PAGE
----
Antibodies in the immune system are integral to the body’s defense against pathogens, but if they are not properly regulated, an overactive immune system can cause problems in the absence of any infection. Research conducted at the University of Zurich has now identified that a specific sugar – sialic acid – is key to protecting host cells from attack by antibodies.
The results of the study may help researchers develop novel treatments for autoimmune disorders. While the primary role of antibodies is to destroy foreign invaders – such as viruses and bacteria – sometimes the immune system can malfunction, causing it to attach they body’s own cells.
When antibodies bind to the surface of a host cell, they initiate a cell death pathway involving complement factors. These complement factors are specific proteins which disrupt the cell membrane, thereby killing the cell. Antibodies are comprised of proteins coupled to specific sugar molecules.
Professor Jan Lünemann from the Institute of Experimental Immunology at the University of Zurich, and his team, have found that sialic acid-containing antibodies are less likely to attack the body’s own cells. Previous research showed that patients with autoimmune diseases carry fewer antibodies with the sialic acid sugar structure, compared to healthy individuals.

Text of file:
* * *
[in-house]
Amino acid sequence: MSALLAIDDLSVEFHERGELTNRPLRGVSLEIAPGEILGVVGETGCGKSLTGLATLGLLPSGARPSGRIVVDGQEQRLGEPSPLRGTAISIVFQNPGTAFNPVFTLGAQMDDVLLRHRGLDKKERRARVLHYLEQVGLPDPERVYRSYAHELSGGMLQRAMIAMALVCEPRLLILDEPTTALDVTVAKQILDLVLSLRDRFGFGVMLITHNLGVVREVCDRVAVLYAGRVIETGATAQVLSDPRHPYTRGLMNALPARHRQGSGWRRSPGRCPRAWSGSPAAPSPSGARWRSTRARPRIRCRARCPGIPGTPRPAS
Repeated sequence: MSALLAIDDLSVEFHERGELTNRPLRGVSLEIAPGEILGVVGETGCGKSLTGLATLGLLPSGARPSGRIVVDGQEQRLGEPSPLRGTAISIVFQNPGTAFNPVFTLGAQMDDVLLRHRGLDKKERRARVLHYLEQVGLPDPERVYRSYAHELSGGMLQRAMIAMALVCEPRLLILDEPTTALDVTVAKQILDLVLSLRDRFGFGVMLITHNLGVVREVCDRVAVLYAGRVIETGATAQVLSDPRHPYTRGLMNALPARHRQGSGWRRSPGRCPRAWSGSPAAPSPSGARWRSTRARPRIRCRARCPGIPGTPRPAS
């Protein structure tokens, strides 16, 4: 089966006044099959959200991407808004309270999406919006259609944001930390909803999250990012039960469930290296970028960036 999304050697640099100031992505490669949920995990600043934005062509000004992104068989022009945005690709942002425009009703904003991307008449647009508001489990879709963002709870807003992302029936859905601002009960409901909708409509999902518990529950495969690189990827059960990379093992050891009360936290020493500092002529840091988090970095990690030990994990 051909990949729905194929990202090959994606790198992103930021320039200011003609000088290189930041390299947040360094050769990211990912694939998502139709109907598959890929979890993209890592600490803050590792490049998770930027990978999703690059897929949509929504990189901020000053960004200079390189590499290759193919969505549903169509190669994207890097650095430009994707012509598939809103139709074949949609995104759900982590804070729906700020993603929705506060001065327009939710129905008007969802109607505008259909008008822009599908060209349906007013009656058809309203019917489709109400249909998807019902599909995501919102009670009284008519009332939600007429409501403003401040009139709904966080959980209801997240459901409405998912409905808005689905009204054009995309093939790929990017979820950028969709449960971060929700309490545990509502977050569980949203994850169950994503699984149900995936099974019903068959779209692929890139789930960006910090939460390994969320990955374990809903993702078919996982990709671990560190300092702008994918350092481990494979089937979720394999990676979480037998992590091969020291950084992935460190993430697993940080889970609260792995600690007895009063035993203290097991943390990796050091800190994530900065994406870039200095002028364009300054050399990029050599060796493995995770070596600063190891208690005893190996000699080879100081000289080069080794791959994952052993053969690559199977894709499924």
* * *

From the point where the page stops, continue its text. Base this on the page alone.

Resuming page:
According to Isaak Quast, a PhD student in Lünemann’s lab, and the primary author on the research paper, “We observed that patients suffering from an autoimmune disease felt better the more sialic acid-carrying antibodies they had in their blood.” The researchers studied a variety of antibodies – each coupled with a unique sugar group – and compared them to the sialic acid-containing immune cells.
“We managed to demonstrate that antibodies containing the sugar sialic acid only destroy the body’s own cells to a very limited extent,” said Lünemann. “Our data indicates that the coupling of sialic acid to antibodies might be a potential strategy in treating patients with autoimmune diseases.”
- Sugar governs how antibodies work in the immune system – http://medicalxpress.com/news/2015-10-sugar-antibodies-immune.html
- Quast, I., Keller, C., Maurer, M., Giddens, J., Tackenberg, B., Wang, L., Münz, C., Nimmerjahn, F., Dalakas, M., and Lünemann, J. (2015). Sialylation of IgG Fc domain impairs complement-dependent cytotoxicity. J Clin Invest.